While reading David Lebovitz’ blog today about his hassles with store clerks, I realized that France and Mexico have at least one thing in common: the customer is not always right.
I recently bought a bag of sea salt at Mega Commercial, the one that is outside Bucerias. The price posted on the shelf was 12 pesos, but when I got home and checked my receipt, I had been charged 54 pesos. As I had opened the bag and used some of the salt, I asked for the difference in price when I returned to the store. You would have thought I was trying to hold them up. They didn’t call the police, but it seemed to come close to that.
The cashier called a woman over. She talked to a guy with a radio standing at the front of the store. He wouldn’t look me in the eye. Have you noticed how people won’t look at you when they really don’t want to even listen to you? You are not even acknowledged? I stood my ground, so she had to talk to someone else. She came back and told me it had been “muchos dias” since I bought the salt. I told her it was only 6 days ago. I wish I was fluent enough to say, “You’ve got to be kidding!”
The shelf where the salt came from still had the sticker price of 12 pesos, which she promptly removed when I showed it to her. Two more people were then involved in the conversation. Twenty minutes after I had begun this parody of a client-business relationship, I had my money back. Neither side felt very good about it.
I went about my shopping. When I checked out, the original woman I had spoken to, the same one who finally returned my money, came up to the cashier, asked her to step aside, and did some fast finger work at the cash register, the register screen went blank, and she told me my total. I carefully examined my receipt, and could find nothing amiss, but I know she got the money back.
I still like salt, and I will still shop at Mega. It beats driving all the way into Puerto Vallarta.
To calm my frayed nerves when I came home, I baked a loaf of French bread with Ibarra chocolate and coarse sea salt (yes, the same salt that caused me grief). Baking is always soothing, and nothing beats a warm slice of freshly baked bread with a cup of tea if you have had an encounter with an uncooperative store clerk.
My regular readers will know by now that I am attempting to use Mexican Ibarra chocolate, which is sold for making hot chocolate, in recipes that would otherwise use Belgian bittersweet chocolate, or other comparable, high-quality chocolates. So far, I have not been disappointed. If you try this substitution in other recipes, use less sugar than is called for to compensate for the sweet Ibarra.
French Bread with Ibarra Chocolate and Sea Salt makes 2 loaves
8 oz. whole wheat flour
8 oz. unbleached white flour
2 teaspoon instant-rise yeast
2 teaspoons salt
1 cup tepid water, plus more if necessary
2 (6.2 oz./180 grams) discs Ibarra chocolate (or bittersweet chocolate)
4 teaspoons of coarse sea salt for sprinkling on top of loaves (optional)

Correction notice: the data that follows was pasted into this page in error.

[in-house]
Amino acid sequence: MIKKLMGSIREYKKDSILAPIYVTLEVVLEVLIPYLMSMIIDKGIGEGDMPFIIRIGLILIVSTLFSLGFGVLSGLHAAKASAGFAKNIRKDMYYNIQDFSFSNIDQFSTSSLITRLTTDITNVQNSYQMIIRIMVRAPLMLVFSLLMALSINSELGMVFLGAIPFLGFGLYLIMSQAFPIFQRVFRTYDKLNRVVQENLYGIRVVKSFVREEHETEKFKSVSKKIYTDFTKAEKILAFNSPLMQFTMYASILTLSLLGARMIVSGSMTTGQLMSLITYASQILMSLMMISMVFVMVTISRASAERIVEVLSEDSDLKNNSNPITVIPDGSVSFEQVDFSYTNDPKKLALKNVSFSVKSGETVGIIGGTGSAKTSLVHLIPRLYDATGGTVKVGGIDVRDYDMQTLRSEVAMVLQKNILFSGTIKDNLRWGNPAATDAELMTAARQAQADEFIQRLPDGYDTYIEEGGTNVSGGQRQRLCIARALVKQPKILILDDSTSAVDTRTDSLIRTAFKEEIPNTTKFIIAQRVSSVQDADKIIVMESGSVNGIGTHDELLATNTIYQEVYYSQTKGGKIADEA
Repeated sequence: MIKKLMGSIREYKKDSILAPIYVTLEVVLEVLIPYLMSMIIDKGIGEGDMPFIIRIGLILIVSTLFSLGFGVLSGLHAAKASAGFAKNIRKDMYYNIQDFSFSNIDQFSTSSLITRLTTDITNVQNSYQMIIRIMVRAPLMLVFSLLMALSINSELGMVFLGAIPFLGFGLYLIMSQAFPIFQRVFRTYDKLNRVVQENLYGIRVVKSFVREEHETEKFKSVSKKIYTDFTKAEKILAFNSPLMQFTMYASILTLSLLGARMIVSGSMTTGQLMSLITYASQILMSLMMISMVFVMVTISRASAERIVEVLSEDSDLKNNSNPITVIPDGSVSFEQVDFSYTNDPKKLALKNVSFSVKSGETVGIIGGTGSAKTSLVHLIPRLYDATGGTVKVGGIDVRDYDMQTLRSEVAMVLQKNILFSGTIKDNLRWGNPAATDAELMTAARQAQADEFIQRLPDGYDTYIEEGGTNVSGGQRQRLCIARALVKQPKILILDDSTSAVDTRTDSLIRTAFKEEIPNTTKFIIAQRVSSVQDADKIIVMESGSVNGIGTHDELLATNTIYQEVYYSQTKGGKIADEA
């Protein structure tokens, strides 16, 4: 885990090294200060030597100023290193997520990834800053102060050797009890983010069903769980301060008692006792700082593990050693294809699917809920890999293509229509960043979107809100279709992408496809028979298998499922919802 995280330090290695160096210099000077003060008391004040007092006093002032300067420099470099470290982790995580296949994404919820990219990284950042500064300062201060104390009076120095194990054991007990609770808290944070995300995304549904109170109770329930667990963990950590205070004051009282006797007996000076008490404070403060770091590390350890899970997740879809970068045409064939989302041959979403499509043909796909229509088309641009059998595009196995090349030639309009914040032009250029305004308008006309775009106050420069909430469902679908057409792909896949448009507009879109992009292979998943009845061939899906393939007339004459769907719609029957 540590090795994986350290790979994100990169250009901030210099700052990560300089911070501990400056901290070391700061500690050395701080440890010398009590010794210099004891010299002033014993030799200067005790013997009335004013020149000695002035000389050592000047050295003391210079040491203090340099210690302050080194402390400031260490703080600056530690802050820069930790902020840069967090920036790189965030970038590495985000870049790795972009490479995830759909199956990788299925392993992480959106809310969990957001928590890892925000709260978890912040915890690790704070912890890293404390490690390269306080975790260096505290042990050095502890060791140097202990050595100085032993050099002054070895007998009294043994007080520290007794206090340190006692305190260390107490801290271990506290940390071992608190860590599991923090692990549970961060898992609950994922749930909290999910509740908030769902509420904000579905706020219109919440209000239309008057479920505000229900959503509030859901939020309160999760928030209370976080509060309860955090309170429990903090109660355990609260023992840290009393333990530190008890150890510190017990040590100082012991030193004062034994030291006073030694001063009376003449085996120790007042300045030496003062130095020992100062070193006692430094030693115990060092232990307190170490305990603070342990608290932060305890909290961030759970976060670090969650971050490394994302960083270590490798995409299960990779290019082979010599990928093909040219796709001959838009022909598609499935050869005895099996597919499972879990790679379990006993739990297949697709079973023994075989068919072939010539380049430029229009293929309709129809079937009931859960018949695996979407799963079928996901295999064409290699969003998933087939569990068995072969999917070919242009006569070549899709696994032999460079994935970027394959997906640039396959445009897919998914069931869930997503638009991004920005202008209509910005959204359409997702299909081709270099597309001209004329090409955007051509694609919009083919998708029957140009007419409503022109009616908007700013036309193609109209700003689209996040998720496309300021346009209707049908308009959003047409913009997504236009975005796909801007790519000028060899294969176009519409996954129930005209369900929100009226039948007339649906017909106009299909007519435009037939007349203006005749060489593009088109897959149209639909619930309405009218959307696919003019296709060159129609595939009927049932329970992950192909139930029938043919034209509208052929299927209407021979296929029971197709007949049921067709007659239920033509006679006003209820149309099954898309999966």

Read recipe through completely, assemble and weigh or measure all ingredients. Chop chocolate to about the size of chocolate chips. Ibarra chocolate is harder than most chocolates, because it contains less fat. Micro-wave the discs for 10 seconds to soften to make chopping easier.
Place flour, yeast and water in the bowl of a standing mixer fitted with the dough hook. Mix for 2 minutes on medium speed (I used speed setting #4 on my Kitchen Aid). If the dough is too dry, add more water, 1 tablespoon at a time. Add salt and knead 8 minutes. Add chocolate pieces and knead just until chocolate is incorporated, about 1-2 minutes.
At this point, you have the option of kneading by hand for a minute or two. I always like to finish bread dough by hand to form a smooth ball. It may not be necessary, but after years of kneading dough by hand, I can’t turn it over completely to a machine.
If you feel that you don’t need this manual connection, form the dough into a ball, place on a floured surface, and cover with a large bowl. Allow the dough to rest for 10 minutes.
Using a dough scraper, cut the dough evenly into two pieces. With the heel of your hand, shape each piece into a rectangle about 10″ by 4″ (25 cm. by 10 cm.). Starting with a long side, roll up the rectangle into a cylinder. Pinch the seam closed along the length, place on an oiled baking sheet seam side down, and slash the tops diagonally with a serrated knife.
Cover the loaves with a linen dish towel that has been dusted with flour. Allow to double in size, about 1 hour. While the dough is rising, pre-heat the oven to 450 deg. F. (230 C.).
When the bread has doubled in size, spritz with water, using a spray bottle, and sprinkle with coarse sea salt. Bake for about 20 minutes until golden brown. To test for doneness, pick up a loaf, using a clean dish towel, and tap the bottom. There should be a dry, hollow sound. If the sound is more of a dense thud, return to the oven for 5 minutes more and test again.
When done, cool on a cake rack for at least 30 minutes before slicing. Allowing the bread to cool slightly before cutting will give a texture that is dry, not steamy and gummy.